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Re: [Qemu-devel] Removal of some target CPU macros

From: Fabrice Bellard
Subject: Re: [Qemu-devel] Removal of some target CPU macros
Date: Wed, 07 Nov 2007 23:55:26 +0100
User-agent: Thunderbird (X11/20070212)

J. Mayer wrote:
> On Wed, 2007-11-07 at 22:55 +0100, Fabrice Bellard wrote:
>> Jocelyn Mayer wrote:
>>> On Wed, 2007-11-07 at 19:32 +0100, Fabrice Bellard wrote:
>>>> I noticed that some target CPUs macros have been added while they do not
>>>> seem necessary. I don't like that because it introduces more #ifdefs
>>>> which prevent making a version supporting simultaneously all the CPUs.
>>>> In particular I saw the following:
>>>> - TARGET_MIPSN32 : it is always combined with TARGET_MIPS64 in
>>>> target-mips/. If its only usage is to select a different Linux ABI, then
>>>> I suggest keeping TARGET_MIPS64 and using another define to choose that.
>>>> - TARGET_PPC64H, TARGET_PPCEMB : I see no reason why they cannot be
>>>> handled dynamically as the other PowerPC CPU types, provided that
>>>> TARGET_PPC64 is defined. Is it the long term plan ?
>>> PowerPC embedded models are already available (should say should be as
>>> none are actually implemented) when PPC64 is defined. But as those are
>>> mainly PowerPC 32 with some extensions to manipulate the 64 bits GPR,
>>> it's a great help if we can avoid doing all operations in 64 bits when
>>> running on a 32 bits host (which would greatly decrease performances by
>>> at least a factor of two, which is not acceptable). Then having a
>>> specific 32 bits target using 64 bits register is very useful if one
>>> want to use those features, but may be disabled if the host is 64 bits.
>>> Note that most (all ?) embedded Freescale PowerPC microcontrollers
>>> implement those extensions and that some ones are greatly interrested
>>> with having an usable emulation avaible for those CPUs.
>> OK for the speed gain, but such features make the code more difficult to
>> test because there are a lot of possible combinations. I'd say the same
>> about the fact that ppc_gpr_t can be 64 bit long on a pure 32 bit CPU.
> I got no choice here, as the 64 bits extensions of those CPUs uses the
> GPR for computations. And the programs are supposed not to take any care
> of the higher 32 bits when not using those extensions. I cannot make
> them 64 bits for all PowerPC targets and those CPU are not PowerPC 64
> ones, so they do not match neither the PowerPC target, neither the
> PowerPC 64 one.

You have the choice to emulate SPE extensions only in the TARGET_PPC64
case. As you said it is slower, but you avoid ifdefs.

My last remark : "I'd say the same
about the fact that ppc_gpr_t can be 64 bit long on a pure 32 bit CPU."
was unrelated to the SPE case. You have also the choice here to always
force it to 32 bit.

> [...]
>>> - someone provide an open-source hypervisor, compatible with the ones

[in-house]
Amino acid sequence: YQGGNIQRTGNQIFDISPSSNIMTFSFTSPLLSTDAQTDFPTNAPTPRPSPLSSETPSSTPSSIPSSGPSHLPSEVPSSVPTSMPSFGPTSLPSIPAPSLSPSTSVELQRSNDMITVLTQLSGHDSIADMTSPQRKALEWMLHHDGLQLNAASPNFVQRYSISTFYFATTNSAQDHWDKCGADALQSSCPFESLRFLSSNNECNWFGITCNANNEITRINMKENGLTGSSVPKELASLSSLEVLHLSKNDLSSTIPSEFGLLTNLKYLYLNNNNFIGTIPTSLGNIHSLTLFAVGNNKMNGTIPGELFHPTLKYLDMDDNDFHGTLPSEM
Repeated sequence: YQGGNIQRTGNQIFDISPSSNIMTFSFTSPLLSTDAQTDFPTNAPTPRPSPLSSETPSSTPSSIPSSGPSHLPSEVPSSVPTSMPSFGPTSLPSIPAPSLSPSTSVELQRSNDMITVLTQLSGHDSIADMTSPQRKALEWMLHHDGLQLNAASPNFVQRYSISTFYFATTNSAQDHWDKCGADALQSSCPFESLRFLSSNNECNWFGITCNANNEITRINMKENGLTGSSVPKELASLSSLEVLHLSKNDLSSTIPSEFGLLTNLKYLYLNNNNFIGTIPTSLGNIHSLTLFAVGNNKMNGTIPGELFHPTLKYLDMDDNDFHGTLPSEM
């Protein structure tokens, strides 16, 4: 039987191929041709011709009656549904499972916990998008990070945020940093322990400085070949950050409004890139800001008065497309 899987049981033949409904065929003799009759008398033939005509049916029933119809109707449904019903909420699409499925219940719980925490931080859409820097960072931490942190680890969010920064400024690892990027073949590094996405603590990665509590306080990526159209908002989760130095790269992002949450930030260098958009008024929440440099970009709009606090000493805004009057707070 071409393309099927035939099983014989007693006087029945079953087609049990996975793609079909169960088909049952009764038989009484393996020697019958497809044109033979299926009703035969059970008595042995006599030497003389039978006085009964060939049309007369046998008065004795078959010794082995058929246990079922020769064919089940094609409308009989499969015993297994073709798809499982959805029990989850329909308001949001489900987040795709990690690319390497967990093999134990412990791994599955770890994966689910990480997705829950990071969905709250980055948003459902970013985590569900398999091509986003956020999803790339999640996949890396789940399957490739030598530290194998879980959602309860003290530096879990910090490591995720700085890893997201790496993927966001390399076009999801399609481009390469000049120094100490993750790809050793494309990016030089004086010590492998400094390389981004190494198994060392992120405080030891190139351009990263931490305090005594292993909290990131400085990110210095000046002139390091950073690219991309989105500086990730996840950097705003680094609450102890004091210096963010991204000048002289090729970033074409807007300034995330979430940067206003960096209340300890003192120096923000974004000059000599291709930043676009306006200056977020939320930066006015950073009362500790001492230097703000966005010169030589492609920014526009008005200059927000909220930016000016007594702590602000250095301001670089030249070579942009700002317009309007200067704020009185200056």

>>> used on real machines, that would allow at least Linux to be able to run
>>> on a CPU with hypervisor mode available. Most 64 bits PowerPC, including
>>> the 970 (ie G5) have the hypervisor mode support implemented. If the
>>> hypervisor mode emulation is present, the OS won't be allowed to access
>>> most SPR and some exceptions will need to have some specific handlers in
>>> the hypervisor firmware. As I don't know such a software available, the
>>> hypervisor mode can not be enabled for "standard" PowerPC 64 emulation;
>>> or no-one will be able to actually use the emulator, except if using the
>>> venerable but mostly undocumented (and nearly impossible to find on real
>>> hardware) PowerPC 620 CPU.
>>> Furthermore, running (or emulating) a SMP machine on a 64 bits PowerPC
>>> with hypervisor features without hypervisor software is exactly
>>> impossible.
>>> Then I don't see how we can do without a separated target for hypervisor
>>> features support.
>> What you say does not justify the separate ppc64h target : it just
>> implies that you need to add a separate machine to make hypervisor tests.
> There is no documented way to disable the hypervisor feature on 64 bits
> PowerPC CPUs, even if the Apple SMU is said to do this before the CPU
> boots (but there is no known way to check if it's true). Then, it will
> make all PowerPC 64 emulated (but the 602) unusable as there'll be no
> known OSS to manage them.
> Removing the ppc64h target means, for me, removing any option to emulate
> the hypervisor feature at any time (if removed) or removing the ability
> to use the PowerPC 64 targets the way they are when booting on Apple G5
> machines (if merged with the ppc64 target). None of those options seem
> acceptable to me.

Why not adding a new CPU type such as "PPC970 with hypervisor" and keep
the current PPC970 implementation as it is without the hypervisor mode.
I don't see the problem in replacing the ifdefs with a new CPU model !
You cannot reasonnably tell that it is uglier than the current code.


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